The plumbing, including the exterior sewer pipe, was all cast iron and no longer working properly. All the plumbing was removed and new pipes were installed inside and outside,

The existing electric wiring was old with some Romex and some knob and tube. All electrical wiring was removed and electrical boxes and replaced with new electrical wiring to code to ensure we could run the kitchen, all new light fixtures, and brewing equipment efficiently. In addition, because they are planning live music, they added a four-zone sound system so that no matter where you sit, either right in front of the stage, at the bar, the meeting room, or on the patio, you can hear the music without having the music so loud you can’t talk to your friends. This system allows them to turn the music up or down in separate zone areas.

For safety, emergency lighting is in place on each door for exit signs. They have monitored smoke, carbon dioxide, and alarm systems installed.

The brick exterior was in good shape. The walls were made fireproof with a three-brick system, about 18” thick.

Part of the railroad spur that came up to the original warehouse in 1945 was found while digging a new gas line. Now the two bay doors facing the railroad tracks have been replaced with large roll-up doors facing the railroad tracks and the Arkansas River.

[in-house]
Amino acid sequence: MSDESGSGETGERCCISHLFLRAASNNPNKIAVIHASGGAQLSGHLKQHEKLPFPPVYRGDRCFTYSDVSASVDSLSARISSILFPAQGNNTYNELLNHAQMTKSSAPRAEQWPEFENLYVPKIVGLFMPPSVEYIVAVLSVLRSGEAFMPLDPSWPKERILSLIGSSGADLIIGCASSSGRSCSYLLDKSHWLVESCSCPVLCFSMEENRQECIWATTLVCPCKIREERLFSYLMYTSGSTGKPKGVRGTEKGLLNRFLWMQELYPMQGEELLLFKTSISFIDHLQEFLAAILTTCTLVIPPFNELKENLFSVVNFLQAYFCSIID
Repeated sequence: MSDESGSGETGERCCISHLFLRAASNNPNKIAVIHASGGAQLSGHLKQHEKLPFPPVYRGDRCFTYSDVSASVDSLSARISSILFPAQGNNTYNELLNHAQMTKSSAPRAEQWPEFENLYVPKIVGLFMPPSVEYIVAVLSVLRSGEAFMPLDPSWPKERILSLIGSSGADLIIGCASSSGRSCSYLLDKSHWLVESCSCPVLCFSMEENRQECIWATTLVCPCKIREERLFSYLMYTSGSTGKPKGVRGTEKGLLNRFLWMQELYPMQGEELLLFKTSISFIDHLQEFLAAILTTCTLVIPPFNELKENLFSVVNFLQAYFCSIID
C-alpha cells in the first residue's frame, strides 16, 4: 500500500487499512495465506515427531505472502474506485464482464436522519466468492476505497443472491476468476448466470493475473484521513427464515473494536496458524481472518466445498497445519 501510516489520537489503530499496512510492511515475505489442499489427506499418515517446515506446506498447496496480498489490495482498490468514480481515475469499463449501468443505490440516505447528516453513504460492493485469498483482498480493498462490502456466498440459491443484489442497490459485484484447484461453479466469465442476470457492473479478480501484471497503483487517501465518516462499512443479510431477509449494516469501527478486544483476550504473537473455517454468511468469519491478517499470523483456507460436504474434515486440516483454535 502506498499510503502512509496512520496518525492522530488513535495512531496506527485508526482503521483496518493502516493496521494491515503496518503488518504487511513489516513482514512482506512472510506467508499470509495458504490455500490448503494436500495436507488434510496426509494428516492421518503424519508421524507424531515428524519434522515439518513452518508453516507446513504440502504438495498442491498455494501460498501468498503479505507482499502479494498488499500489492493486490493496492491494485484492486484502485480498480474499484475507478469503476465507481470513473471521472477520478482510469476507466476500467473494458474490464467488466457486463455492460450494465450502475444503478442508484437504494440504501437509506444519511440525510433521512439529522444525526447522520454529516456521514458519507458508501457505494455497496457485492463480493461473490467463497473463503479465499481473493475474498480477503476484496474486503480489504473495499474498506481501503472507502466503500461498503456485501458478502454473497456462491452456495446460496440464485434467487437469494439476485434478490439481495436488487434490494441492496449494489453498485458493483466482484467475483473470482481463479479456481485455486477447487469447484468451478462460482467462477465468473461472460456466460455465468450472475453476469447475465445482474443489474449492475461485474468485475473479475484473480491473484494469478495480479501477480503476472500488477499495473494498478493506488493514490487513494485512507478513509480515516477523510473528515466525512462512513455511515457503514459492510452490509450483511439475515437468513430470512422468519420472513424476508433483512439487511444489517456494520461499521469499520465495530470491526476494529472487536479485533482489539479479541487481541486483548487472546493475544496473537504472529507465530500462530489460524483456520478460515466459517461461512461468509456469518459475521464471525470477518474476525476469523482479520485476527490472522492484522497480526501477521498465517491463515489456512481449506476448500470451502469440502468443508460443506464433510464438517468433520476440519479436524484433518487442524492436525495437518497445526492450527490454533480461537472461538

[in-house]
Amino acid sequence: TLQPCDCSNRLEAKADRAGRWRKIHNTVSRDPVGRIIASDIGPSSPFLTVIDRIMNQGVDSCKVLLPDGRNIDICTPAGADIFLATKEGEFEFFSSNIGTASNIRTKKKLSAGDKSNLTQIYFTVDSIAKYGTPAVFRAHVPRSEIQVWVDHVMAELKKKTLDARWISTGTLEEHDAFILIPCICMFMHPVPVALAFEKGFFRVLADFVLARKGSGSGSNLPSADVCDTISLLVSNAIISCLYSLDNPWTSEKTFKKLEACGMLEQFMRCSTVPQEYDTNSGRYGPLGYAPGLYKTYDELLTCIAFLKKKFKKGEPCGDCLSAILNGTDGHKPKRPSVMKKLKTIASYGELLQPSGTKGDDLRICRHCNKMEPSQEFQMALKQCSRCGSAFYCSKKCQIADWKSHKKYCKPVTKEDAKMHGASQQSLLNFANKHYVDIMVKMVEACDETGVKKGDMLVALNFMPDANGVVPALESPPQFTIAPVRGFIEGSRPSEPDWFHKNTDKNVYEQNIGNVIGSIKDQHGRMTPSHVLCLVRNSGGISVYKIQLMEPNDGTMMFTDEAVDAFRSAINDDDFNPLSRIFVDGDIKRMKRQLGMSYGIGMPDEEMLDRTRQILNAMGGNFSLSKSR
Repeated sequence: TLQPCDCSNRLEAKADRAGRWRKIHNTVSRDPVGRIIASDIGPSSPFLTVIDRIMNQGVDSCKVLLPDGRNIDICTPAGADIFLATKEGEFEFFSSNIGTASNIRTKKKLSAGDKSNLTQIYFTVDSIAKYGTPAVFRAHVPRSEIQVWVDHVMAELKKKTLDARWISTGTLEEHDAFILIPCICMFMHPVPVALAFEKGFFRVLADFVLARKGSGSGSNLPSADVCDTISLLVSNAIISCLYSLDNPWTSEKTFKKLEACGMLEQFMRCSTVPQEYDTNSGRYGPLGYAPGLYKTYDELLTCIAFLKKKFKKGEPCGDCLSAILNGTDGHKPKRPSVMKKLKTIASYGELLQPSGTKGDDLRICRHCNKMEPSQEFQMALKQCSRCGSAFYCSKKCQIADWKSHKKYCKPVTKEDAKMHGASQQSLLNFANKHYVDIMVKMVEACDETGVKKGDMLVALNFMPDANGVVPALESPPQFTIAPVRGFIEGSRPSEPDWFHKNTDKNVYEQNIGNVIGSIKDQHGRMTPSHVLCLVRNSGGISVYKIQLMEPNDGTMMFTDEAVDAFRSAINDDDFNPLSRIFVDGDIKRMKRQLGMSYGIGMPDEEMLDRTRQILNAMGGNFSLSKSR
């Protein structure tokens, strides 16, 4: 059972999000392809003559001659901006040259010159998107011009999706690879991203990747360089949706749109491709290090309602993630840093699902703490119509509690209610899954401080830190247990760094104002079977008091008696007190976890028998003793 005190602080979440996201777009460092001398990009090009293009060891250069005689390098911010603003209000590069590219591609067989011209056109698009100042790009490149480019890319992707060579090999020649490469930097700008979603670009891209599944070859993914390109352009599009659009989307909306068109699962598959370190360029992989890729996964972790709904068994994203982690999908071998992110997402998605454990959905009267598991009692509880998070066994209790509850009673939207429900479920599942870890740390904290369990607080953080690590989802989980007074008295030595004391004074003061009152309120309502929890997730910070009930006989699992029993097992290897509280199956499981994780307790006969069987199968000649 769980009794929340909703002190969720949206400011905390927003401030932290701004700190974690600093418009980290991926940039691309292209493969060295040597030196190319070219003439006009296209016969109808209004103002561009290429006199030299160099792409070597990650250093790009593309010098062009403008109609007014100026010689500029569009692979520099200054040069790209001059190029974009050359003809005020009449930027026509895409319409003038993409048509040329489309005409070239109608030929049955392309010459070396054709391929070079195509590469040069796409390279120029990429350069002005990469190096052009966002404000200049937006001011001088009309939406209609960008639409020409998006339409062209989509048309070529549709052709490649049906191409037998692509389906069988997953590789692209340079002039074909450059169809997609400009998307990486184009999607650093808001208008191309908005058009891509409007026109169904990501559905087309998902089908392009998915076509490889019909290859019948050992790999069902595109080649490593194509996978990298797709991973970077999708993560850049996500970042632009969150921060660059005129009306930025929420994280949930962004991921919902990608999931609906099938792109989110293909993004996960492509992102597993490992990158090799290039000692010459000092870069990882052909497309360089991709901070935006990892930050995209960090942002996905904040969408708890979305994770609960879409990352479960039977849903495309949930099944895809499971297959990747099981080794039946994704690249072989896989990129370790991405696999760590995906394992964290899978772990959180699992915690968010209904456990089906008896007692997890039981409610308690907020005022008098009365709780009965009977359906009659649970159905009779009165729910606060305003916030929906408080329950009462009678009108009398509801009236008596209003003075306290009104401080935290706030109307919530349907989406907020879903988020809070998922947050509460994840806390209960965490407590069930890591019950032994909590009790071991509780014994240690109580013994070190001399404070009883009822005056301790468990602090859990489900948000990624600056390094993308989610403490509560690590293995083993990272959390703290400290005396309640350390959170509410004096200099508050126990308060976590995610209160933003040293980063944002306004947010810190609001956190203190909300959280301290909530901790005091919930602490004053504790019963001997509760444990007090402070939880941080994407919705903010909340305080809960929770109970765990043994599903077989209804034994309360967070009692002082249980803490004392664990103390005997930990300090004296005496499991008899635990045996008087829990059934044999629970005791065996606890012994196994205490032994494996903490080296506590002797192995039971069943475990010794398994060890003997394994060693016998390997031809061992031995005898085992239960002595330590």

The owners worked with Main Street Ozark’s interior designer, Susan Shaddox, to determine room sizes and where walls would go for each room, and a color scheme to suit the historic period of the building.

The concrete floor in the 5400 sq. ft. building had to be leveled. In some places, the floor had to be raised by pumping mud underneath the building. In others, it had to be ground down. As a finishing touch, the floors were polished.

Christopher and Eric’s wives were involved too. Christopher’s wife, Destiny, took charge and designed the interior. She had a design in mind and then found the lights, chandeliers, and paint that matched her design ideas. Eric’s wife, Deanna assisted with the history of the building research and also helped pick the custom velvet couches for the brewery’s seating area. The remodeled interior is a mix of old and new with an Industrial Modern design.

Renovating a building in 2020 was difficult due to the Coronavirus pandemic. Delays in construction and delays in equipment delivery caused the proposed opening date to slip. Christopher said, “Our maximum budget doubled and our timeline tripled since starting the renovation. He quoted Nelson Mandela, ‘It always seems impossible until it’s done.’”

Christopher wants everyone to know that “the best beers are the ones we drink with friends. So come in for a beer and stay for the friends.”

For more information contact: Arkansas Brewing Company, 201 S. 1st Street, Ozark, AR. Destiny Brockett, President: (479) 667-BREW (2739), email:, or find them on Facebook at